Gig Is Up Act Would Require Large Businesses to Pay Double FICA Taxes on Payments to Independent Contractors

The Gig Is Up Act, H.R. 8013, introduced on April 15, 2024, by Representative Bonnie Watson Coleman (D-NJ), would impose a new payroll tax on a covered business with respect to amounts it pays to independent contractors.[1] This is similar to a bill that Rep. Watson Coleman introduced in the 117th Congress, H.R. 5704. 

A covered business for purposes of H.R. 8013 is a person that:

  • has at least $100 million in gross receipts for a calendar year, and
  • contracts with at least 10,000 individuals as independent contractors to provide services during the calendar year.

The bill would require a covered business to pay the employer share (7.65%) and the employee share (7.65%) of Social Security and Medicare taxes (i.e., Federal Insurance Contributions Act (“FICA”) taxes) with respect to any remuneration it pays such independent contractors with respect to their services (and any payments to such individuals in settlement of transactions for their services). The employer and employee share of FICA taxes (i.e., the double FICA taxes) owed by a covered business under the bill would be based on the gross amounts paid to an independent contractor. 

This bill is problematic for the following reasons.

  1. The bill would – for the first time – impose a federal payroll tax on payments to independent contractors.
    1. This would represent a fundamental change in federal tax policy, which historically has imposed payroll taxes only on an employer with respect to amounts the employer pays its employees. It would undermine a bedrock distinction between employee status and independent-contractor status.
  2. While the double FICA taxes a covered business would owe under the bill would be calculated based on the gross amounts the covered business pays an independent contractor, the Social Security and Medicare taxes that independent contractors owe with respect to their earnings (i.e., Self-Employment Contributions Act (“SECA”) taxes) are calculated based on their net earnings from self-employment. In other words, SECA taxes are calculated based on an independent contractor’s net earnings – after subtracting from gross earnings related expenses.
    1. Accordingly, the double FICA taxes a covered employer would owe under the bill with respect to amounts it pays an independent contractor would exceed the SECA taxes the independent contractor would owe with respect to those same amounts – because the double FICA taxes would be calculated based on gross amounts, whereas the SECA taxes would be calculated based on net amounts (after subtracting related expenses).
  3. A covered business would owe twice the FICA taxes under the bill with respect to an amount it pays an independent contractor that a comparable employer would owe with respect to the same amount it pays an employee.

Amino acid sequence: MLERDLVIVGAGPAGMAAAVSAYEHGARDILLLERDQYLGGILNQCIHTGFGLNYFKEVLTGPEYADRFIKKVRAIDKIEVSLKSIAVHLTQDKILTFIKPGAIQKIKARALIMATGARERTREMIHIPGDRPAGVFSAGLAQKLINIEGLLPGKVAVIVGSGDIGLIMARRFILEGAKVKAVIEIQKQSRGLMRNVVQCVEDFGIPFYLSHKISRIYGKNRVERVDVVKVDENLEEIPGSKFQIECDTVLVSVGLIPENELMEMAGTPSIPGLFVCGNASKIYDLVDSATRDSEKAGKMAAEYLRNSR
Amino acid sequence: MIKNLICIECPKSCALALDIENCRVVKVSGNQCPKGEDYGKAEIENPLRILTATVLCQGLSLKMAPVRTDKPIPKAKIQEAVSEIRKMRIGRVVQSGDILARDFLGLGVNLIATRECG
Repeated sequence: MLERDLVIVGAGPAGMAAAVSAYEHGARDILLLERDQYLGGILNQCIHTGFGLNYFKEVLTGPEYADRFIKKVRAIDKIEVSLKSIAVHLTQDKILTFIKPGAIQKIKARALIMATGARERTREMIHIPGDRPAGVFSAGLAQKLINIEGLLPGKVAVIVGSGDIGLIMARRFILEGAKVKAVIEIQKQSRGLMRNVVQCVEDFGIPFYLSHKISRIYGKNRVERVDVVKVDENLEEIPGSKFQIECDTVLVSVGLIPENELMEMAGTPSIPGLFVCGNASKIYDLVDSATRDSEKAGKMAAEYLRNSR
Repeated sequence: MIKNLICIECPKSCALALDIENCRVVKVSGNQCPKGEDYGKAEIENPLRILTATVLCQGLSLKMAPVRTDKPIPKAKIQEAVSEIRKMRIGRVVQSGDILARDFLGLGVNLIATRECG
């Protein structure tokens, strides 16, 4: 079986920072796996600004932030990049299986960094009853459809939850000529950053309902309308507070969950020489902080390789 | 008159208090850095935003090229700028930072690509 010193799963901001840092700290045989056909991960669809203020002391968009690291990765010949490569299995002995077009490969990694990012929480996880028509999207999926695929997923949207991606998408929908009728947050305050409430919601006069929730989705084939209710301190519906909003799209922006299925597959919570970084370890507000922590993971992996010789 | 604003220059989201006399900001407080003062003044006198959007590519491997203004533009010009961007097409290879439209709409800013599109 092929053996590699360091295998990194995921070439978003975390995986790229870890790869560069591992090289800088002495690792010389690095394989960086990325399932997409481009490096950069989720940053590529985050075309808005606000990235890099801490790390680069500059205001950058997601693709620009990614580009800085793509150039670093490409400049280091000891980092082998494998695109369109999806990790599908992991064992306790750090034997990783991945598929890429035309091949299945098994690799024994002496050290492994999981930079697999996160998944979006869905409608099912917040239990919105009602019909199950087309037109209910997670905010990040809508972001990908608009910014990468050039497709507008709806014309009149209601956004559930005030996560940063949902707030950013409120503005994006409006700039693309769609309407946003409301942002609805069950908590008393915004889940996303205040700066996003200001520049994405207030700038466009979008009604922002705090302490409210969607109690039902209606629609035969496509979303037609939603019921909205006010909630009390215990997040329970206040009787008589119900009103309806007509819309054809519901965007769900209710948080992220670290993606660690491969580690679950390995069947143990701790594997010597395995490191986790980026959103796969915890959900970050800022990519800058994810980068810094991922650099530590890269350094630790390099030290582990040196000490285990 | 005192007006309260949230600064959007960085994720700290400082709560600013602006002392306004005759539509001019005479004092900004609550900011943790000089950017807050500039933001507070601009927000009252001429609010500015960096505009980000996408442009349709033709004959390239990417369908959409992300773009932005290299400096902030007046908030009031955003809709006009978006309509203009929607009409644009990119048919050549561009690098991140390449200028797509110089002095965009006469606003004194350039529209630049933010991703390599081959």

1. This is because the covered business would owe both the employer and employee shares of FICA taxes, whereas an employer owes only the employer share and withholds the employee share from the amounts it pays its employee.   
  4. The bill does not make any corresponding amendment to Internal Revenue Code section 1401, which imposes SECA taxes on an independent contractor’s net earnings from self-employment.
    1. Thus, it is not clear whether the bill would result in a double payment of Social Security and Medicare taxes with respect to amounts a covered business pays an independent contractor, namely, once by the covered business, in the form of double FICA taxes (calculated based on the gross amount), and again by the independent contractor, in the form of SECA taxes (calculated based on the net amount).
  5. While the bill would apply only to large businesses that contract with thousands of independent contractors, once such a bill were enacted, it could pave the way for new legislation expanding the new FICA-tax burden to other businesses.
  6. Once the infrastructure is created to accommodate a business paying FICA taxes to the Internal Revenue Service with respect to amounts it pays independent contractors, it could pave the way for new legislation expanding the payroll tax burden to include other payroll taxes, e.g., Federal Unemployment Tax Act (“FUTA”) taxes and income tax withholding.

Bills of this type, which would operate to undermine the fundamental distinctions under federal tax law between an employment relationship and a contract with a self-employed individual, are especially troubling. The erosion of such bedrock distinctions operates as a gradual elimination of an individual’s right to work as an independent entrepreneur – which traditionally has meant the right operate outside the scope of federal, state, and local laws that govern the relationship between an employer and its employee.   

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If you have any questions or comments concerning the foregoing, please let me know, at rhollrah@iecoalition.org or (202) 659-0878.

The foregoing is intended solely as general information and may not be considered tax or legal advice; nor can it be used or relied upon for the purpose of (i) avoiding penalties under any taxing statute or (ii) promoting, marketing, or recommending to another party any transaction or matter addressed herein. You should not take any action based upon any information contained herein without first consulting legal counsel familiar with your particular circumstances.


[1] H.R. 8013 currently has 14 cosponsors – all Democrats.

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